It seems extraordinary that this is the first in-depth study of Irish language policy since the founding of the Irish Free State in 1922. Given that Irish has been taught with varying degrees of enthusiasm or boredom to generations of pupils and students and that it figured prominently in both constitutions. and has symbolic echoes in all aspects of Irish life, even when people want it ignored, this neglect seems to speak to something deep within. Most contemporary histories of modern Ireland will give the discussion of the language question the privilege of a few footnotes or divert it into a siding.
And yet there remains, sorry about that, one of the central questions as to why there should be an Irish state at all, at all. Yes, there were questions about civil rights, discrimination against Catholics, remnants of land dominance, and wispy wisps of history, but there was no real, solid, demonstrative reason why the ireland should not remain part of the United Kingdom, apart from some adjustments. and tiny tweaks that a little local cosmetic stitching could fix.
The big challenge was the fragile nature of many Irish-speaking communities
The whole Irish “revival” arose from a few sources. The first was that the Irish speakers had been “game-played” for hundreds of years, that their culture and speech was not paddywhackery and ignorant gobdawishness, but the language worthy of the common people, their traditions, songs and stories were the main voice of the people. people for most of our history, and that they and their dignity should be recognized in a new Irish state.
The obvious problem was what a new, obviously sympathetic Irish state should do with these claims. The big challenge was the fragile nature of many Irish-speaking communities. The Gaeltacht Commission established in 1925 reported that Irish was spoken as a community language in 12 of the 26 counties. Some of these were not viable due to poverty, age or the sparsely dispersed nature of these communities, but others were vibrant and could thrive if given the opportunity and support. This commission was the first of many almost countless reports, inquiries, inquiries, delegations, hearings, inquiries, inspections, research, recommendations, proposals, white papers, green papers, speckled papers or plans, strategic or action or otherwise, concerning language. John Walsh is to be highly commended for walking the field as it has not been easy and could easily clog the mind of the sharpest brain.
The book is highly organized and looks piecemeal at state policy or lack thereof in education, the Gaeltacht, law and broadcasting. It is always balanced, fair and measured and does not indulge in ideological speculation, although some of us would prefer a more argumentative approach.
Nevertheless, some things stick out, even from a mile away. Why was it not possible, from the outset, to ensure that the gardaí of the Gaeltacht were fluent in Irish, and that post officials and court proceedings were conducted in the local language? Why was it not possible for Irish speakers to live their lives in their own communities in their own language? Simple basic stuff is always a point of contention.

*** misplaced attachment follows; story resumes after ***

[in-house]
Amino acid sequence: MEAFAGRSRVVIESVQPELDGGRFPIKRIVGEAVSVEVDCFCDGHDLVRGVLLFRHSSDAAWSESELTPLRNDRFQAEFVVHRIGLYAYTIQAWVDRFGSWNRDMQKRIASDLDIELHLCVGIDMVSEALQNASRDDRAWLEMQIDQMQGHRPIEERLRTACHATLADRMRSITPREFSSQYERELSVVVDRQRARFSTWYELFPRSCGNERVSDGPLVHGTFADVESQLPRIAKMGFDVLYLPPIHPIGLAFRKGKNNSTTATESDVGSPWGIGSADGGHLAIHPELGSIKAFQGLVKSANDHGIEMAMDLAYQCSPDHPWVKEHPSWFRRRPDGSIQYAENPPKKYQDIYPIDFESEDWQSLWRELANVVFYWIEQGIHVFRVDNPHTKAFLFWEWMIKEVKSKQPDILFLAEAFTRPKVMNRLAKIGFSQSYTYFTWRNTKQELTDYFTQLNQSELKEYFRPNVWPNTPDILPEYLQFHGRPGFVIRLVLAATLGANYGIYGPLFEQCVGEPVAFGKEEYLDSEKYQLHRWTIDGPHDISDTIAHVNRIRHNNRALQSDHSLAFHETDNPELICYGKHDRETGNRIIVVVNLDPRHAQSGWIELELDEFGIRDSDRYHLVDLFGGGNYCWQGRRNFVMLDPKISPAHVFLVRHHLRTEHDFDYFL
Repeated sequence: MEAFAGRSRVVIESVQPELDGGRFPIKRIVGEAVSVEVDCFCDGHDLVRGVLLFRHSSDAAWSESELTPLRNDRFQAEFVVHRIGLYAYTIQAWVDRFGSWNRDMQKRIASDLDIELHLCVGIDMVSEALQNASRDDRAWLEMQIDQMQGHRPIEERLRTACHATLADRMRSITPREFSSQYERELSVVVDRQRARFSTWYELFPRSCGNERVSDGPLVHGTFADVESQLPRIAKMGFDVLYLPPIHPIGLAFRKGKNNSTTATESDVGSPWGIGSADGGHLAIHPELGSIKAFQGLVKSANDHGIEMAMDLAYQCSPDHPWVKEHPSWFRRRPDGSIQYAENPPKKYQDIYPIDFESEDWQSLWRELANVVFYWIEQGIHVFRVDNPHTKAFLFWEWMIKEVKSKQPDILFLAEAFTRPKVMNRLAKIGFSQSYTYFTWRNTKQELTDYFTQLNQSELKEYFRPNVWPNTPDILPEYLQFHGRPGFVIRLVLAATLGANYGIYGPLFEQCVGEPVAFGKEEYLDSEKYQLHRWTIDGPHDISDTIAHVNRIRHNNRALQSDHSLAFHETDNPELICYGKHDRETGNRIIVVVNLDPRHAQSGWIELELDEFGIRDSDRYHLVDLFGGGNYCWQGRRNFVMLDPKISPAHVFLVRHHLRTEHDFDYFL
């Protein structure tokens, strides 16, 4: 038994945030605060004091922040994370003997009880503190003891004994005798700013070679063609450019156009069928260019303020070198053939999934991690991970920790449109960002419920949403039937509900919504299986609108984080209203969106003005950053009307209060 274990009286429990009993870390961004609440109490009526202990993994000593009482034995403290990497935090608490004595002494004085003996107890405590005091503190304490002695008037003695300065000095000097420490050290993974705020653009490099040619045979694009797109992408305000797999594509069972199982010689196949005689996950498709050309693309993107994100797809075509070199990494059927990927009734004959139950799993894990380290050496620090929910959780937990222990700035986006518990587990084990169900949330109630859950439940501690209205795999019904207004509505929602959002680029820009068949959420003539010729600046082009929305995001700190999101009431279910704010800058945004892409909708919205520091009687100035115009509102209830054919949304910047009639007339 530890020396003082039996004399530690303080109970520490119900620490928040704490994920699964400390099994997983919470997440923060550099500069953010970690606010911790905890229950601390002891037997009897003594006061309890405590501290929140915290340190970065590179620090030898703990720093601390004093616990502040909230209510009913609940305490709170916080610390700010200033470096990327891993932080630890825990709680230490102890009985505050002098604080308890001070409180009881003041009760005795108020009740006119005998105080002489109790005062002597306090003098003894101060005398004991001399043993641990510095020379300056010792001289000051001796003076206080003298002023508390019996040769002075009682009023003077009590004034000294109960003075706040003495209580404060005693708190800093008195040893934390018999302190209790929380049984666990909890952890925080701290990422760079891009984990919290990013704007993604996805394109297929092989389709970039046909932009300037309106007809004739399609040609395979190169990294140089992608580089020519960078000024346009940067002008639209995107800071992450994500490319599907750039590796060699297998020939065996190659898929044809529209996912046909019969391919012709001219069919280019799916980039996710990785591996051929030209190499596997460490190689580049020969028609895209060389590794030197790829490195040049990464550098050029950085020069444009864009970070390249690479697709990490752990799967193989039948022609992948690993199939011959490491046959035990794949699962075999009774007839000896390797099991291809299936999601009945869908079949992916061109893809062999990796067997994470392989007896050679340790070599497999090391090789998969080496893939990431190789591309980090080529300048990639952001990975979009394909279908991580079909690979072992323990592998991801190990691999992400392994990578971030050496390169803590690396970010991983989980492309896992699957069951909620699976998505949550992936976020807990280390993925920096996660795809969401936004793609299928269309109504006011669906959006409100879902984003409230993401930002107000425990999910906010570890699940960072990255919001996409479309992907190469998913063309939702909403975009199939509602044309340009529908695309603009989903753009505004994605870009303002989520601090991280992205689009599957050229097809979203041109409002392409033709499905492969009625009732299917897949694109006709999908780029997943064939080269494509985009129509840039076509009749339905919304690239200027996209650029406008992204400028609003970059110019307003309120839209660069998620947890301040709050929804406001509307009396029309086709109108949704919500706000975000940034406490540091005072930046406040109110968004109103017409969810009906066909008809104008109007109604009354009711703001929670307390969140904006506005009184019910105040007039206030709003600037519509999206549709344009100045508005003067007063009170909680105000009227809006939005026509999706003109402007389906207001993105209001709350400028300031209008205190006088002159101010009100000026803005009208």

This Gaeltacht commission set up by the first Cosgrave government made radical proposals that any leftist humanist thinker would be proud of: free secondary education, a free meal a day in schools, land redistribution. Think about it! Yet the class nature of the new rulers could not make that leap of imagination that could have transformed the country. When ministerial responses were neither lukewarm nor cautious, they were often openly hostile, not to say colonial. The Ministry of Justice objected to sending gardaí with Irish to the Gaeltacht and objected to Irish being the language of local district courts. Still, Walsh is fair to point out that many of the recommendations were accepted and had a positive impact on future policy.
The rhetoric of the national language, true as it is, became worn and clichéd in the 1970s when embarrassment set in and began to be replaced by human rights discourse. This proved extremely helpful as it was difficult for bourgeois liberals to openly oppose. As the state withdrew with unspoken eagerness from its original stated goals, the most innovative reforms came about as a result of community actions.
A language law providing public services for Irish speakers was the result of relentless activism
The rise of the gaelscoileanna occurred through parental action, the creation of Raidió na Gaeltachta and TG4 was due to community pressure often against the tide of an indifferent or antagonistic state, and the adoption of a language law providing public services for speakers of Irish was a result of the constant and relentless activism of Conradh na Gaeilge among others.
Most shameful, of course, was the state’s decision not to accept the status of Irish as a full official working language when we joined what was the EEC in 1973. It was a door open that intrigued the Europeans that we did not want to cross. It took years of campaigning, led notably by Pádraig Ó Laighin, to have this reversed, ending decades of employment discrimination against Irish speakers.
A major theme of the book is the contrast between the proclaimed ideals of the revitalization of Irish and the “often lukewarm or hostile responses contained in internal ministry documents”. It could be best described as – ordering a report, thinking about it, making pleasant positive noises, doing a little, procrastinating, encouraging encouragement, finding reasons to do little, saying more nice things, ordering another report and so on. right now.
And yet, John Walsh’s book is a record of successes and failures, of much neglect and some success. This in stark contrast to Northern Ireland, although not a major part of his study, is still well covered. This fundamental study should be a basic text for historians who care about linguistic policy since independence.